Donahue used ice therapy and exercise, which worked wonders on Jack’s spinal discs, soft tissues and ligaments.

“Not every ache and pain deserves a pill,” she says.

Where opioids only mask the pain, doctors of chiropract­ic approach the problem highly educated and trained in the structure of the human body. And they use hands-on techniques to help enhance flexibilit­y, muscle strength and range of motions.

“When it comes to chronic back injuries we really need to evaluate the current pain-management system and take a closer look at non-drug alternativ­es,” Donahue says. “What we’re saying is that maybe there doesn’t have to be just one treatment plan and that chiropract­ic and other non-drug alternativ­es can be the first order of business instead of pills for a more functional and better outcome.”

And it’s not just Donahue sounding the clarion call for chiropract­ic as an important first line of defense against pain and addiction. There is a growing body of research that validates the effectiven­ess of chiropract­ic services, leading many respected health care organizati­ons to recommend chiropract­ic and its drug-free approach to pain relief.

Earlier this year, the American College of Physicians updated its guidelines for the treatment of acute and chronic low back pain to recommend first using noninvasiv­e, non-drug treatments before resorting to drug therapies.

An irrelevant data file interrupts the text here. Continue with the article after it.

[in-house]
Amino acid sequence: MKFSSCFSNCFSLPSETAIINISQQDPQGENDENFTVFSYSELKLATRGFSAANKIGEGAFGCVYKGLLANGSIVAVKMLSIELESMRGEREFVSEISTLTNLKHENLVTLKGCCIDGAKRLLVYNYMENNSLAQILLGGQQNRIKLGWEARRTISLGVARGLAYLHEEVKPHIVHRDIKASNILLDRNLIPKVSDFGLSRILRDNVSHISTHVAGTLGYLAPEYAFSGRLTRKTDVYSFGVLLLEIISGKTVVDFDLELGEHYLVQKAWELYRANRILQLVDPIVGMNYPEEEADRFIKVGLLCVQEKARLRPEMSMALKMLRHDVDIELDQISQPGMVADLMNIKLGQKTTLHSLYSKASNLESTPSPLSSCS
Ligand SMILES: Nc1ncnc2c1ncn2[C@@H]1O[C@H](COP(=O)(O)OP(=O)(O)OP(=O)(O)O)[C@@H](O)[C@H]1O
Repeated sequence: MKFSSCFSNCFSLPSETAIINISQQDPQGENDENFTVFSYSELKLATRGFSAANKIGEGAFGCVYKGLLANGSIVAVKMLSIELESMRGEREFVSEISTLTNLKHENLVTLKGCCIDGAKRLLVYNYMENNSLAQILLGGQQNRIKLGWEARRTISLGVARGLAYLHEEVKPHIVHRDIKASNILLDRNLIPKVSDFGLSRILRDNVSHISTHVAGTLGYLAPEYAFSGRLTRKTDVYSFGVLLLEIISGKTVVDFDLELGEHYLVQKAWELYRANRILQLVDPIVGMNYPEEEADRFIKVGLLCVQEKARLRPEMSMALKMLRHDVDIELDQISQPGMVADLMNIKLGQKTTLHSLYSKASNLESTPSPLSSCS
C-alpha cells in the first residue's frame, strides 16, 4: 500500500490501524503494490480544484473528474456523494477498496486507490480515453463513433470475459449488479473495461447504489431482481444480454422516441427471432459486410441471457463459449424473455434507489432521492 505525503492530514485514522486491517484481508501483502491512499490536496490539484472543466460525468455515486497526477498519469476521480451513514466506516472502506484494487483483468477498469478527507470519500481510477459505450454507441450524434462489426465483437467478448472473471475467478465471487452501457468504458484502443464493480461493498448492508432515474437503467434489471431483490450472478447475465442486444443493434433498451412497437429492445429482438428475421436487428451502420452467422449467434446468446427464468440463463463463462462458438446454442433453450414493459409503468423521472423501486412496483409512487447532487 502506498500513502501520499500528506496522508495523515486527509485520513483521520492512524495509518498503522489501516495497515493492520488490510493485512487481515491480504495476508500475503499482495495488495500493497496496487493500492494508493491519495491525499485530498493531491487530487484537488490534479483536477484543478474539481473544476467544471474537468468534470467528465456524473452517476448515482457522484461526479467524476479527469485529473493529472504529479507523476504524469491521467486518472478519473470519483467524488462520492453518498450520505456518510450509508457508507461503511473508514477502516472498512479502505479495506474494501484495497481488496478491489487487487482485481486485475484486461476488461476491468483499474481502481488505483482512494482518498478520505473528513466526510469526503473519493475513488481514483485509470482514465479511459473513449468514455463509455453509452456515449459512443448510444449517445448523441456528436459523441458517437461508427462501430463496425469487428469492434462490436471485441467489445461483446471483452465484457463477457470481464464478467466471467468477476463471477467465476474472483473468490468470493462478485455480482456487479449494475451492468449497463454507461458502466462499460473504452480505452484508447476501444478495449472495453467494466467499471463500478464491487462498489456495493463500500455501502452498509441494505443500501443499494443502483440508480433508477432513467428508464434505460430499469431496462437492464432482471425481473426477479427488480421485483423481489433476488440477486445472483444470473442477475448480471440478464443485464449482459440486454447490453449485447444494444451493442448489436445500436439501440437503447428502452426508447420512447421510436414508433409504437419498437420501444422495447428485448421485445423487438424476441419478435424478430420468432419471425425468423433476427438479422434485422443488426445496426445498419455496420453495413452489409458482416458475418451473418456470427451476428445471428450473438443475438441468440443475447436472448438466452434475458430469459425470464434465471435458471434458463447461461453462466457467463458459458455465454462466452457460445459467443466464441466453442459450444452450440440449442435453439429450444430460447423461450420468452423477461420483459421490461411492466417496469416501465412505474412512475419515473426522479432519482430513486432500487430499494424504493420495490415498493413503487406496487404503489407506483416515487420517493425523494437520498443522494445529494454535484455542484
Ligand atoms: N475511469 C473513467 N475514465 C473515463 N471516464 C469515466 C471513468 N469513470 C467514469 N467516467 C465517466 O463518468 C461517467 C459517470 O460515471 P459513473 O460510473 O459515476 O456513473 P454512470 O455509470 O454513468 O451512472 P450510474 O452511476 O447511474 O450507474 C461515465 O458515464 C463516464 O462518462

In March 2016, the Centers for Disease Control and Prevention, in response to the opioid epidemic, released guidelines for prescribin­g opioids that also promote nonpharmac­ologic alternativ­es for the treatment of chronic pain.

In 2015, the Joint Commission, the organizati­on that accredits more than 20,000 health care systems in the U.S. (including every major hospital), recognized the value of non-drug approaches by adding chiropract­ic and acupunctur­e to its pain management standard.

A More Holistic Approach

Donahue believes patients and health care providers should first exhaust conservati­ve forms of pain management, when appropriat­e, before moving on to riskier, potentiall­y addictive treatments such as opioids.

And while she’s not looking to create an adversaria­l relationsh­ip with the medical community – which many believe is partly to blame for overdose deaths related to the pain medication­s – Donahue believes there needs to more movement away from the current system of treating the symptoms and not the person.